Fast forward a few years, and Hardcastle - who grew up in both South London and Norfolk to parents in the creative industry - established her own studio in London, where she now directs and designs interdisciplinary projects. Looking at her oeuvre, it’s clear she tends to deal with complex or abstract ideas that, with her help, turn into experience-based realities. Her work demonstrates sensory sensitivity and material proficiency that can be traced back to her childhood. As she tells, “I was always instinctively using my hands, for either drawing or playing with materials” and had an early fascination with the qualities of fabrics and their “movement, flexibility and potential”. Early sources of inspiration included technique and craftsmanship, which she found in artistic photo-realism traditional movements, like Pre-Raphaelite or Renaissance, but also in crafts like embroidery and woodwork. The connection to technology happened later on during her University years, where working with software helped her understand how “many possibilities there are once you incorporate the digital into the creative process.”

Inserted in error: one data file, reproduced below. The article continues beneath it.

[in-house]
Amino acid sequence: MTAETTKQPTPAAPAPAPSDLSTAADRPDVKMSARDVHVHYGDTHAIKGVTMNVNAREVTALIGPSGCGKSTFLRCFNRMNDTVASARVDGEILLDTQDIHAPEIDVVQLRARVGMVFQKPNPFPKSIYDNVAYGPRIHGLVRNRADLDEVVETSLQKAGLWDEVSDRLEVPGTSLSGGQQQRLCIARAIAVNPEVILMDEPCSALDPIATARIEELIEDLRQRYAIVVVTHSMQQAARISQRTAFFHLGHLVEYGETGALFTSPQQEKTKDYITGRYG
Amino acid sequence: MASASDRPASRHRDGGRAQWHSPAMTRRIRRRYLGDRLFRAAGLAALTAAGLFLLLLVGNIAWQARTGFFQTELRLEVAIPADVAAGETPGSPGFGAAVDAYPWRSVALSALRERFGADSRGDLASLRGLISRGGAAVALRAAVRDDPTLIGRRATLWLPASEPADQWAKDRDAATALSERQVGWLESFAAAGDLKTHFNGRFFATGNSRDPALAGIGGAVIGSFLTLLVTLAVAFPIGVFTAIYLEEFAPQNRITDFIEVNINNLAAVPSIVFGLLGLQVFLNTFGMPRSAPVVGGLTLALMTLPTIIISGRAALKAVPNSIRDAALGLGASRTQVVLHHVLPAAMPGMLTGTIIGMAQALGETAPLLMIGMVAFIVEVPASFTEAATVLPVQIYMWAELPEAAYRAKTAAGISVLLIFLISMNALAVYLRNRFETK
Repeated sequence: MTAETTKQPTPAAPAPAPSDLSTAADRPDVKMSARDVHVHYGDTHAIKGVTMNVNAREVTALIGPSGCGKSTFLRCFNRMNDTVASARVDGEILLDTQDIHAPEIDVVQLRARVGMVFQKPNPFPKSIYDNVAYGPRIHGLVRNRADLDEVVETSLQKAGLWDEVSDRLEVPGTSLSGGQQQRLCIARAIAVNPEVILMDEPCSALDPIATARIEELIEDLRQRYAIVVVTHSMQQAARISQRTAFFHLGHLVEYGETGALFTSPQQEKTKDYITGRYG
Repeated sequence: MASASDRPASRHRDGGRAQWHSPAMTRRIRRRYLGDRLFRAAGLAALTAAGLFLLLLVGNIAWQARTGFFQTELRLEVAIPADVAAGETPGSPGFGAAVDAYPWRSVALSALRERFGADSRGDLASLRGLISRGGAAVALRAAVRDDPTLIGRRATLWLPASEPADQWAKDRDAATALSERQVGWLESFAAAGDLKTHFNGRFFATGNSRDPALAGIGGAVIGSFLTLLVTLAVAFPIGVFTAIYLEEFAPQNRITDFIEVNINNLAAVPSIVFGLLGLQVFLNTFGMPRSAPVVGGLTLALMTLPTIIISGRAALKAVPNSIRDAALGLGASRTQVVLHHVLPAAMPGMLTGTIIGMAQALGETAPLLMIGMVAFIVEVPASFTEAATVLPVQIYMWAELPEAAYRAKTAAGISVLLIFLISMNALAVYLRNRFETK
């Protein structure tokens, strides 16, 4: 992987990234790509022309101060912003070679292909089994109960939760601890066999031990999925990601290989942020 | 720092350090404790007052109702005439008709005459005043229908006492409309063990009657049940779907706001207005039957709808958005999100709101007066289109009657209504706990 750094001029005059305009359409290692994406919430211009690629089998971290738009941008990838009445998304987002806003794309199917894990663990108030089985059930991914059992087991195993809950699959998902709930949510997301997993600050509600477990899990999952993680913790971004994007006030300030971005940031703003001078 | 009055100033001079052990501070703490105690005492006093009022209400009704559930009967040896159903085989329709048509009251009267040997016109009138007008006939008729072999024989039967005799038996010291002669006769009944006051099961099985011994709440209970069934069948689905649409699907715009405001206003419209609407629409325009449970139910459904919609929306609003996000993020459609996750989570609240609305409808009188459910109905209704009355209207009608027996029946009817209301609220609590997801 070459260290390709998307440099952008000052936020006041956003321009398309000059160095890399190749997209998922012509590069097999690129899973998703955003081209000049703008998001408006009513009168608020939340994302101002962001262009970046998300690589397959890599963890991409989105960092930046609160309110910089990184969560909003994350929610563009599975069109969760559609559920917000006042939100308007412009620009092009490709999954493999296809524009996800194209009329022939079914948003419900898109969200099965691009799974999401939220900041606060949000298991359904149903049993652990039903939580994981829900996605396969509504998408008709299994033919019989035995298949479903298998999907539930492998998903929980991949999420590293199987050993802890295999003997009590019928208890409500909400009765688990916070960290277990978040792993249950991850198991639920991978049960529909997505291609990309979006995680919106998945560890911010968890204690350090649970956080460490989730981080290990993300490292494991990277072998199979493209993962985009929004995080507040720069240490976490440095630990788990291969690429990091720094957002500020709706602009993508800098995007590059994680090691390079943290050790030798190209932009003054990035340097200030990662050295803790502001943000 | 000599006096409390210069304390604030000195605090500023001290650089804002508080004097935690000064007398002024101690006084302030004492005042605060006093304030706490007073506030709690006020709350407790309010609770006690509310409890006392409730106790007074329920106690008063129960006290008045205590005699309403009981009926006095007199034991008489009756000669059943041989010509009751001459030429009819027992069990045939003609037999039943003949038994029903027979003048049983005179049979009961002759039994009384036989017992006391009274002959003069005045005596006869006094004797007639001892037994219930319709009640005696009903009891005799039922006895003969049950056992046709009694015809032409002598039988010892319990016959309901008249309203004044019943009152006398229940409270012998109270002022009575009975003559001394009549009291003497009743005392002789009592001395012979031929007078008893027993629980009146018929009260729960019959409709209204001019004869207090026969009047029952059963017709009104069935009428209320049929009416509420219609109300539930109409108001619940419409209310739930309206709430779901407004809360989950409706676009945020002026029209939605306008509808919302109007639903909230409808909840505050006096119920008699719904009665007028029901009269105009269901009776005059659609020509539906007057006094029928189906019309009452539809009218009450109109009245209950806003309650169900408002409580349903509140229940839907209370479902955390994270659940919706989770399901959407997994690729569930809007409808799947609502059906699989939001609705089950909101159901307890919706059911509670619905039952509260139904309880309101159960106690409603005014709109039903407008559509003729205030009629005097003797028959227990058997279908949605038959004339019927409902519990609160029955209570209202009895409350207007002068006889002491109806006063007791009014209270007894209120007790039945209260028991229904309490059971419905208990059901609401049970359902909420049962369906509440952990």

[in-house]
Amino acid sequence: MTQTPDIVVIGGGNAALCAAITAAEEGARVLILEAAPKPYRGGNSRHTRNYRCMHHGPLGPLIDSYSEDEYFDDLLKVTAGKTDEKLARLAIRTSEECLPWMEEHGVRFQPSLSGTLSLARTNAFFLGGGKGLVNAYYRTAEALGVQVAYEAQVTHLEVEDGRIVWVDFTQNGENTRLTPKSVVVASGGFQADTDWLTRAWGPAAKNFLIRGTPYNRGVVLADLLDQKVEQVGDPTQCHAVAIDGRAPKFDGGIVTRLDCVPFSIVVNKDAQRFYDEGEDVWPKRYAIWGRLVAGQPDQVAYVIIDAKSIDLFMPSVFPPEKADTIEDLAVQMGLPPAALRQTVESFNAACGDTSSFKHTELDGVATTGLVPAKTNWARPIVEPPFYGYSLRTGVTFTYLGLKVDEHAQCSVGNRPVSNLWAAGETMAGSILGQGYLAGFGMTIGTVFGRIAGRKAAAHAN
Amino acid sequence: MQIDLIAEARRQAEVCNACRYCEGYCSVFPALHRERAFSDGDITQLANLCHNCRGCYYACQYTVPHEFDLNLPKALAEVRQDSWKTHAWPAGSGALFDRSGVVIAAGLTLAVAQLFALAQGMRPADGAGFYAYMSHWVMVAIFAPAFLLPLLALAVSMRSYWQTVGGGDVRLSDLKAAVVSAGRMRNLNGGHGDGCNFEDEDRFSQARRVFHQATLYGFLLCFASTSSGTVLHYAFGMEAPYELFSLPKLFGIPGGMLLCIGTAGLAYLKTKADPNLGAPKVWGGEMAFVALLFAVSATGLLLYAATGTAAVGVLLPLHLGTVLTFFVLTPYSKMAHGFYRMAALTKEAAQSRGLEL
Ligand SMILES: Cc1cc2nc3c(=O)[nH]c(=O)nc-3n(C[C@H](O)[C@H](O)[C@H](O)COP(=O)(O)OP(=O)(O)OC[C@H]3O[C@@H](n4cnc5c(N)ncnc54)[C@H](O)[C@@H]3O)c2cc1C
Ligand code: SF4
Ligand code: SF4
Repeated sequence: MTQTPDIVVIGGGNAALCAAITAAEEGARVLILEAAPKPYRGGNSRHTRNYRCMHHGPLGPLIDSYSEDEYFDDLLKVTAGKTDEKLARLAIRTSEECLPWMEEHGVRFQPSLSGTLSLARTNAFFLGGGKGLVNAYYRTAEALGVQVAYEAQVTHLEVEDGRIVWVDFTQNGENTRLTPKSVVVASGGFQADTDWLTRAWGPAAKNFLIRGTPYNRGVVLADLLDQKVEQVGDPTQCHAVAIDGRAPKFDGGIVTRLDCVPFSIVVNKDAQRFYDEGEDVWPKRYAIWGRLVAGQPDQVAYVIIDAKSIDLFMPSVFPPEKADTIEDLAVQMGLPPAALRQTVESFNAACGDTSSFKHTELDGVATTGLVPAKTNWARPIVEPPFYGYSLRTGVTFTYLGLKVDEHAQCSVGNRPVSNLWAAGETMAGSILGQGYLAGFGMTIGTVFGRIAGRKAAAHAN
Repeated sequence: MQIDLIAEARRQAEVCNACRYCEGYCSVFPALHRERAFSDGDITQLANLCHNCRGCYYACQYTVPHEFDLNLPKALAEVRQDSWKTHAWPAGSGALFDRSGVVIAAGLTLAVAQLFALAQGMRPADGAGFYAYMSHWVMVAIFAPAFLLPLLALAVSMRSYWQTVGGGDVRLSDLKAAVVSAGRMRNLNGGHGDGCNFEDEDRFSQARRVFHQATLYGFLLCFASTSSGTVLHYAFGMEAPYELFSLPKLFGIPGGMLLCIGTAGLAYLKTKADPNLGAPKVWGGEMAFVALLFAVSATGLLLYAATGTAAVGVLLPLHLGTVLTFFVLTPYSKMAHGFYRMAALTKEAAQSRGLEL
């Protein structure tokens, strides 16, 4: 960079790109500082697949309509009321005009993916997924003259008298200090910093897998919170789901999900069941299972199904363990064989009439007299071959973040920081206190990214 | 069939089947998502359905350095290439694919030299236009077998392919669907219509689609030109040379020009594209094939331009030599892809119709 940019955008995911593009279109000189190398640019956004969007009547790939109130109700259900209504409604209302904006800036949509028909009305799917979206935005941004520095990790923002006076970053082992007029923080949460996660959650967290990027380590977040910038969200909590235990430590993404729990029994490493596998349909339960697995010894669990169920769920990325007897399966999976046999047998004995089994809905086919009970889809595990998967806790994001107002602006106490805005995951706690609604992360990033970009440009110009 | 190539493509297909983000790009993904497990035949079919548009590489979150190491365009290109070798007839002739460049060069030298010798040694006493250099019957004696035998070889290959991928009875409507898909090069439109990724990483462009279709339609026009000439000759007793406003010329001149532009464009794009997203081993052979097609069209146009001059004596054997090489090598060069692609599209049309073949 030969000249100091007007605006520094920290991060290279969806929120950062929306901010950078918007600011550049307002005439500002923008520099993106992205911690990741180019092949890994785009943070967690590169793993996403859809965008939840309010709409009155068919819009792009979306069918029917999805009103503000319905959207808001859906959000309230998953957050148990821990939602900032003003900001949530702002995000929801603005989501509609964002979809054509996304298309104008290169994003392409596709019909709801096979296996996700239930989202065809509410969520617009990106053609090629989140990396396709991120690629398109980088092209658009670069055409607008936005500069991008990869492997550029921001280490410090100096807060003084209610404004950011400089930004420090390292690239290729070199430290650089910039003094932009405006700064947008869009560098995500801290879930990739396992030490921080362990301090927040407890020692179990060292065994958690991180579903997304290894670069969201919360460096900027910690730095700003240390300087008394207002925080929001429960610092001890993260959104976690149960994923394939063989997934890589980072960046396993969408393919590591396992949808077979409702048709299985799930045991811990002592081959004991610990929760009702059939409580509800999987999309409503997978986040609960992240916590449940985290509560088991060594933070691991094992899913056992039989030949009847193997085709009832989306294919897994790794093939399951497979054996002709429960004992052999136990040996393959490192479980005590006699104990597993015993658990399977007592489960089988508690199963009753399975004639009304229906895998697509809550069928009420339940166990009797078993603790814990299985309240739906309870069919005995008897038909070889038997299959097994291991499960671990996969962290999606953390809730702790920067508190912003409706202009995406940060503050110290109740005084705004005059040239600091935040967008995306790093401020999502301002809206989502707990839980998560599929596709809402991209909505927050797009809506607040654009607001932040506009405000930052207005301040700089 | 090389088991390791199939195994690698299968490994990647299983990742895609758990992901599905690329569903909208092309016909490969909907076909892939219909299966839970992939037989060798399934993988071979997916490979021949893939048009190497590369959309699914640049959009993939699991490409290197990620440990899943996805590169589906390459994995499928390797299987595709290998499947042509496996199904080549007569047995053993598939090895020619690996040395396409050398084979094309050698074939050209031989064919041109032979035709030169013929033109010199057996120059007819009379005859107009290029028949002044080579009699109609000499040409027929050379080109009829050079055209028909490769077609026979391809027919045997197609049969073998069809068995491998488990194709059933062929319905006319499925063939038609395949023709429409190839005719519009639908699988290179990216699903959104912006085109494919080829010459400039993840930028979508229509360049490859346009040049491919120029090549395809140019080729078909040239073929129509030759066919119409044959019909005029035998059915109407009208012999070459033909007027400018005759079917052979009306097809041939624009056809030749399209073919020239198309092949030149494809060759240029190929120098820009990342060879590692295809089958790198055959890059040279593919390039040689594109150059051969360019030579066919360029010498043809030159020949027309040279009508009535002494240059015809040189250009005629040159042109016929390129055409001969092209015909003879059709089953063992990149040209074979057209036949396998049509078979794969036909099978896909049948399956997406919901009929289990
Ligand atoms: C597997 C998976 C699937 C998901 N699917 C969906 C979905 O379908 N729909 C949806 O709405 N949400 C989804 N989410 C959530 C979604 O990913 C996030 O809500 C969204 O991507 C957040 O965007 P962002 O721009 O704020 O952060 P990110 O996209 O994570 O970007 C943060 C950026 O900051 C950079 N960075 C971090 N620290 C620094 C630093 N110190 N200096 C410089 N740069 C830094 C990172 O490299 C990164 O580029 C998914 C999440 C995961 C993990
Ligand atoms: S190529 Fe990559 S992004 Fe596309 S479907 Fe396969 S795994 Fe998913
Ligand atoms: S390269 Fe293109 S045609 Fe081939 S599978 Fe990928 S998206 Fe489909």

Creating conjunction points between craft and tech stems from her belief that “technology should be treated as any other artistic medium.” This stance comes from the cultural shift we’re facing, in which many sensory experiences are rendered through touching and viewing flat screens, and evident “ loss of physical and tactile knowledge and understanding,” as she describes. Understanding this forces an awareness towards the “many tools and opportunities within technological creativity to reverse this, as tech will always be a part of our lives.“